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» Ozzy Osbourne

Ozzy Osbourne
Born: December 3, 1948 in Birmingham, England
Active: '60s-2010s Major
Styles: Heavy Metal, Hard Rock, Album Rock
Instrument: Vocals Representative
Albums: "Tribute", "Diary of a Madman", "The Other Side of Ozzy Osbourne" Representative
Songs: "Crazy Train", "Mr. Crowley", "Bark at the Moon"

UPC Type Title
888837147620 CD Bark at the Moon
4547366202182 (i) CD Bark at the Moon
4547366030488 (i) CD Bark at the Moon (Mini LP Sleeve)
4547366007398 (i) CD Bark at the Moon
886919390971 Vinyl Believer/Goodbye to Romance
886972006321 CD Black Rain (Tour Edition)
888837147828 CD Black Rain
4547366031065 (i) CD Black Rain
886977381829 CD Blizzard of Ozz
4547366004625 (i) CD Blizzard of Oz
4547366059687 (i) CD Blizzard of Ozz
4547366202175 (i) CD Blizzard of Ozz
886978747112 Vinyl Blizzard of Ozz
886977381911 Vinyl Blizzard of Ozz
5051461335052 DVD Crazy World
886978747426 CD Diary of a Madman (2011 Remaster)
886977382123 CD Diary of a Madman
4547366202151 (i) CD Diary of a Madman
4547366030464 (i) CD Diary of a Madman (Mini LP Sleeve)
886978666512 Vinyl Diary of a Madman
886978747310 Vinyl Diary of a Madman
4547366059670 (i) CD Diary of Madman
4547366059663 (i) CD Diary of Madman: Live Edition
886979175525 CD Down to Earth
5099749847422 (i) CD Down to Earth
4547366030563 (i) CD Down to Earth (Mini LP Sleeve)
886978619778 Vinyl Flyin' High/I Don't Know (Live)
801213037896 DVD God Bless Ozzy Osbourne
801213339792 Blu-Ray God Bless Ozzy Osbourne
886972367521 CD Just Say Ozzy
5099748151728 (i) CD Just Say Ozzy (Live at Philadelphia
4547366030525 (i) CD Just Say Ozzy (Mini LP Sleeve)
4547366030549 (i) CD Live & Loud (Mini LP Sleeve)
074644915198 DVD Live & Loud
886978992529 CD Live at Budokan
886974786726 CD Live at Budokan
4547366005851 (i) CD Live at Budokan
074645427195 DVD Live at Budokan
5099750807729 (i) CD Live at the Budokan
5099750204726 (i) CD No More Tears
886979175129 CD No Rest for the Wicked
4547366030518 (i) CD No Rest for the Wicked (Mini LP Sleeve)
4547366007404 (i) CD No Rest for the Wicked
696998664623 CD Ozzman Cometh
886979175327 CD Ozzmosis
4547366030556 (i) CD Ozzmosis (Mini LP Sleeve)
886919354416 Vinyl Ozzy Live
5099720181491 (i) DVD Ozzy Osbourne: Live & Loud
886973556498 (i) DVD Ozzy Osbourne: Live at Budokan
827969296028 CD Prince of Darkness
888837148023 CD Scream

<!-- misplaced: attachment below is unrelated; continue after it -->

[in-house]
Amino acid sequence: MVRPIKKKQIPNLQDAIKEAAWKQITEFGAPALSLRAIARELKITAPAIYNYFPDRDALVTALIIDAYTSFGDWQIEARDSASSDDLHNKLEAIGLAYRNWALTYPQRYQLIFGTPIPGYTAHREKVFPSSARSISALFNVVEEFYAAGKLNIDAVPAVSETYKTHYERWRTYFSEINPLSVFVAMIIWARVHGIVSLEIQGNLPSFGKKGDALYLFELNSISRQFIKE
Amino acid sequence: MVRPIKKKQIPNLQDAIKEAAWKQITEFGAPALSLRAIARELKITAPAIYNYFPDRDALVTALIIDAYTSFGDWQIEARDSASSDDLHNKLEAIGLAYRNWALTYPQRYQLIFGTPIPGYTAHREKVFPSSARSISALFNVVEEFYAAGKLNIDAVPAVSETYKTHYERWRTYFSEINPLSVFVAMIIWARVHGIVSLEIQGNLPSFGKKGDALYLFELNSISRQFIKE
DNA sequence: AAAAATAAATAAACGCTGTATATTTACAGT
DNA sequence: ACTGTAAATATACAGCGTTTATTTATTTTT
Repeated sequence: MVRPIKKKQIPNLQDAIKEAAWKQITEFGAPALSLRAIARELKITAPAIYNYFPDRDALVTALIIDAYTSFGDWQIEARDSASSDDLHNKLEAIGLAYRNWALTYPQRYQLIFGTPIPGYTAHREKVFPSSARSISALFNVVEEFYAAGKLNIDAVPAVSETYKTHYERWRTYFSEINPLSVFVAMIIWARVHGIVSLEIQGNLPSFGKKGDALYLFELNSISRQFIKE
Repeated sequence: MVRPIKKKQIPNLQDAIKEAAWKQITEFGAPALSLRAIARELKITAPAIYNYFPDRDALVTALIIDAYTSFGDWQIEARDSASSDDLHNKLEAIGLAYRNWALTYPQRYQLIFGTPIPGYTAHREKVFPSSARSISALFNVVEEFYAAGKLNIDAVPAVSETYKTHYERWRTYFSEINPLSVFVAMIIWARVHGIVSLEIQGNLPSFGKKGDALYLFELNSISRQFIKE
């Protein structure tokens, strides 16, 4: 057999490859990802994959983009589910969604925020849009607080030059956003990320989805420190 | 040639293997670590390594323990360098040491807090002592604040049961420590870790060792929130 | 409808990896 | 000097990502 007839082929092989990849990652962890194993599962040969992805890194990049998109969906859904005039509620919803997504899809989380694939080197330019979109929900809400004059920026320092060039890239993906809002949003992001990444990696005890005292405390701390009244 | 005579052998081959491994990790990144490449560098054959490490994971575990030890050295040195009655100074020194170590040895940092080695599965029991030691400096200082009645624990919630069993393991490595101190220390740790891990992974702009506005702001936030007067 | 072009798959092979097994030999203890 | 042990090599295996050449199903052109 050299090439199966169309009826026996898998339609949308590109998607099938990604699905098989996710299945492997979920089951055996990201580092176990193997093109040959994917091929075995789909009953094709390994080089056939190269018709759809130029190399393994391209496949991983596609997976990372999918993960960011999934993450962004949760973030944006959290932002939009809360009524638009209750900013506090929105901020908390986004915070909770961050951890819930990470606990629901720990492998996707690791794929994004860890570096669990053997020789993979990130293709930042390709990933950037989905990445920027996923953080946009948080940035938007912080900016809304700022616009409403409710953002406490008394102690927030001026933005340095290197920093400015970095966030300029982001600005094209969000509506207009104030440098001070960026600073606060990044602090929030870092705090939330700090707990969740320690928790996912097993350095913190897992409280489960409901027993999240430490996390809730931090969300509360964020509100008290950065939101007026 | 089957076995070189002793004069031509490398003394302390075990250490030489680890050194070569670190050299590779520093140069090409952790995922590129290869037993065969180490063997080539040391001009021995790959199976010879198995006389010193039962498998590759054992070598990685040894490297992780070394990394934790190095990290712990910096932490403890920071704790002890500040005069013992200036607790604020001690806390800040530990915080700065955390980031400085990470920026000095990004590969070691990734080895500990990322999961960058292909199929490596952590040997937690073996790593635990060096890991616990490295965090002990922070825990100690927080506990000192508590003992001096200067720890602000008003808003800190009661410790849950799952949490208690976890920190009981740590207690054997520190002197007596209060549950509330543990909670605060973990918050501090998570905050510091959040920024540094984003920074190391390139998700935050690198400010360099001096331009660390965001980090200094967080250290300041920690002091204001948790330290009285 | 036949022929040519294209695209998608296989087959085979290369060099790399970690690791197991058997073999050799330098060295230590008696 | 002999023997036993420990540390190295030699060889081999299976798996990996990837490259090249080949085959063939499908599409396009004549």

4547366054149 (i) CD Scream
886977868221 CD Scream (Tour Edition)
4547366056297 (i) CD Scream Japan Edition
5099748167927 (i) CD Speak of the Devil
7898103208101 (i) DVD Speak of the Devil
696998544420 CD Tribute
5099750204528 (i) CD Tribute
4547366004649 (i) CD Tribute
4547366202168 (i) CD Tribute
4547366030501 (i) CD Tribute (Mini LP Sleeve)
5017744360623 CD Trust Me
4582192932872 (i) DVD Ultimate Ozzy
5099748168023 (i) CD Ultimate Sin
9399702640425 (i) CD Ultimate Sin
886919851229 CD Under Cover
4547366021561 (i) CD Under Cover
4547366021578 (i) CD Under Cover
828767431420 (i) CD Under Cover
886973768921 CD X2 (No More Tears/Diary of a Madman)

Biography: Though many bands have succeeded in earning the hatred of parents and media worldwide throughout the past few decades, arguably only such acts as Alice Cooper, Judas Priest, and Marilyn Manson have tied the controversial record of Ozzy Osbourne. The former Black Sabbath frontman has been highly criticized over his career, mostly due to rumors denouncing him as a psychopath and Satanist. Despite his reputation, no one could deny that Osbourne has had an immeasurable effect on heavy metal. While he doesn't possess a great voice, he makes up for it with his good ear and dramatic flair. As a showman, his instincts are nearly as impeccable; his live shows have been overwrought spectacles of gore and glitz that have endeared him to adolescents around the world. Indeed, Osbourne has managed to establish himself as an international superstar, capable of selling millions of records with each album and packing arenas across the globe, capturing new fans with each record.

John Michael Osbourne began his professional career in the late '60s, when he teamed up with guitarist Tony Iommi, bassist Geezer Butler, and drummer Bill Ward to form Black Sabbath. The band, made unique by their slow, gloomy melodies and themes, released their self-titled album in 1970 and went on to release classic platinum records such as Paranoid and Master of Reality throughout the rest of the decade. After the 1978 album Never Say Die, Osbourne was fired from Black Sabbath, which led him to form his own solo project. With his new manager and wife, Sharon, Osbourne formed his own band, the Blizzard of Ozz, with guitarist Randy Rhoads, bassist Bob Daisley, and drummer Lee Kerslake. The group's self-titled first album was released in September 1980 in the U.K. and early 1981 in the U.S. Blizzard of Ozz had some of the same ingredients of Black Sabbath: the lyrics focused on the occult and the guitars were loud and heavy, yet the band was more technically proficient and capable of pulling off variations on standard metal formulas. Featuring the hit singles "Crazy Train" and "Mr. Crowley," Blizzard of Ozz reached number seven on the U.K. charts; it peaked at number 21 in the U.S., continuing to sell for over two years and becoming a huge success. Kerslake and Daisley were replaced with Tommy Aldridge and Rudy Sarzo shortly before the subsequent November release of Diary of a Madman. This album, which included the drug ode "Flying High Again," charted at number 16 in the U.S. and became another huge seller. As the Diary tour went underway, sales for the album continued to improve as those of Black Sabbath waned.